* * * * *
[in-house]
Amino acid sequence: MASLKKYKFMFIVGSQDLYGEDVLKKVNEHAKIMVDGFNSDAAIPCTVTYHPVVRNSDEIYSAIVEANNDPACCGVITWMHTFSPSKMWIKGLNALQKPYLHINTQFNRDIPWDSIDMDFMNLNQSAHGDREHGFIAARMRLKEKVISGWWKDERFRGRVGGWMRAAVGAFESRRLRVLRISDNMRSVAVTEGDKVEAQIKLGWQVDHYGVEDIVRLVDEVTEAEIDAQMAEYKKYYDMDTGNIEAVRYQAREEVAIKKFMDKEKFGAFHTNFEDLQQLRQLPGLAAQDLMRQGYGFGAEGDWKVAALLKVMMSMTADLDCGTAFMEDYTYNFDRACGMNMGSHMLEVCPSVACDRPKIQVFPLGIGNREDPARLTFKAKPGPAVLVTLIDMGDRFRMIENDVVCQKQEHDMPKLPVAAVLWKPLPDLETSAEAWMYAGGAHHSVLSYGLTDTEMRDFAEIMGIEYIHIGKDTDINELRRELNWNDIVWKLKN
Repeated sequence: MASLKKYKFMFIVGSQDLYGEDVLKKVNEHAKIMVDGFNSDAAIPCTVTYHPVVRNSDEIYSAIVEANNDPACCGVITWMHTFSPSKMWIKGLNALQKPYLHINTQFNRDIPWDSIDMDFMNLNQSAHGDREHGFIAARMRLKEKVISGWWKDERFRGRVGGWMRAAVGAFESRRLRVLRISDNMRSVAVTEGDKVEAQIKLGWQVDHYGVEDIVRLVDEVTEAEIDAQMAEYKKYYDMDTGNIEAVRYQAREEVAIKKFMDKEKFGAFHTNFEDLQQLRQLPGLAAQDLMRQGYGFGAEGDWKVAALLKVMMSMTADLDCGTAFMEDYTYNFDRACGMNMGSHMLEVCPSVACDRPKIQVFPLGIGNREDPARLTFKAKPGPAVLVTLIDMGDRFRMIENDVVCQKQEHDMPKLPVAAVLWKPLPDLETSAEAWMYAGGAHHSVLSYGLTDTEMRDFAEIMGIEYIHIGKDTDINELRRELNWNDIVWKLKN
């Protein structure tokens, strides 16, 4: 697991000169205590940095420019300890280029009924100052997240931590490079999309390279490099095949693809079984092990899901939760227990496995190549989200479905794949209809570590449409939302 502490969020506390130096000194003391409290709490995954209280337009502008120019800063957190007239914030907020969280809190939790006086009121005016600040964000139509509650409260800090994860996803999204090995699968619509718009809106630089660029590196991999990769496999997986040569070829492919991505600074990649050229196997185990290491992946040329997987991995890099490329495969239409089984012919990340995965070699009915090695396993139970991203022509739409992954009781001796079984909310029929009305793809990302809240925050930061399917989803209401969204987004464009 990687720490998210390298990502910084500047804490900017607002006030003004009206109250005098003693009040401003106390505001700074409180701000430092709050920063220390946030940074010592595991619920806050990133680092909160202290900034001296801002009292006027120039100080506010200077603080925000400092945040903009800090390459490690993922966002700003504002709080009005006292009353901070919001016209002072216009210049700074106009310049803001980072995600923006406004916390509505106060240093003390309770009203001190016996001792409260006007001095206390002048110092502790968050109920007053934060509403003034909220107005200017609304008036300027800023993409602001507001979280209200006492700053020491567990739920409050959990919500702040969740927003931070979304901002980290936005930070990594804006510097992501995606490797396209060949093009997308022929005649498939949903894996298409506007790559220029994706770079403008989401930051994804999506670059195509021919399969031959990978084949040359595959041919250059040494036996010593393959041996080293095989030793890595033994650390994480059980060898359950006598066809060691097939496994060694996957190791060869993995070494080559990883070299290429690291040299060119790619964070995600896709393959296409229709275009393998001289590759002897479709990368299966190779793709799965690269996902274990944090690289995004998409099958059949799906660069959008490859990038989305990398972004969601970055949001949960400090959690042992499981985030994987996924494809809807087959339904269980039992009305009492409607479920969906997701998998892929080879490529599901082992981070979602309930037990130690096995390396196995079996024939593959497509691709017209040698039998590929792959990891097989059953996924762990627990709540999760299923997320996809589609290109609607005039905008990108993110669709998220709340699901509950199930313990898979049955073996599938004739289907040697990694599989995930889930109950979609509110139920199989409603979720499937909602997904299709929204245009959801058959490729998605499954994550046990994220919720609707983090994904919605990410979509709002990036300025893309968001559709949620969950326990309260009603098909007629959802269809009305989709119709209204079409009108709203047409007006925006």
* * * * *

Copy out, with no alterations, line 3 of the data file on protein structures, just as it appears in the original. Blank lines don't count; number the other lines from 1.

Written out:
Repeated sequence: MASLKKYKFMFIVGSQDLYGEDVLKKVNEHAKIMVDGFNSDAAIPCTVTYHPVVRNSDEIYSAIVEANNDPACCGVITWMHTFSPSKMWIKGLNALQKPYLHINTQFNRDIPWDSIDMDFMNLNQSAHGDREHGFIAARMRLKEKVISGWWKDERFRGRVGGWMRAAVGAFESRRLRVLRISDNMRSVAVTEGDKVEAQIKLGWQVDHYGVEDIVRLVDEVTEAEIDAQMAEYKKYYDMDTGNIEAVRYQAREEVAIKKFMDKEKFGAFHTNFEDLQQLRQLPGLAAQDLMRQGYGFGAEGDWKVAALLKVMMSMTADLDCGTAFMEDYTYNFDRACGMNMGSHMLEVCPSVACDRPKIQVFPLGIGNREDPARLTFKAKPGPAVLVTLIDMGDRFRMIENDVVCQKQEHDMPKLPVAAVLWKPLPDLETSAEAWMYAGGAHHSVLSYGLTDTEMRDFAEIMGIEYIHIGKDTDINELRRELNWNDIVWKLKN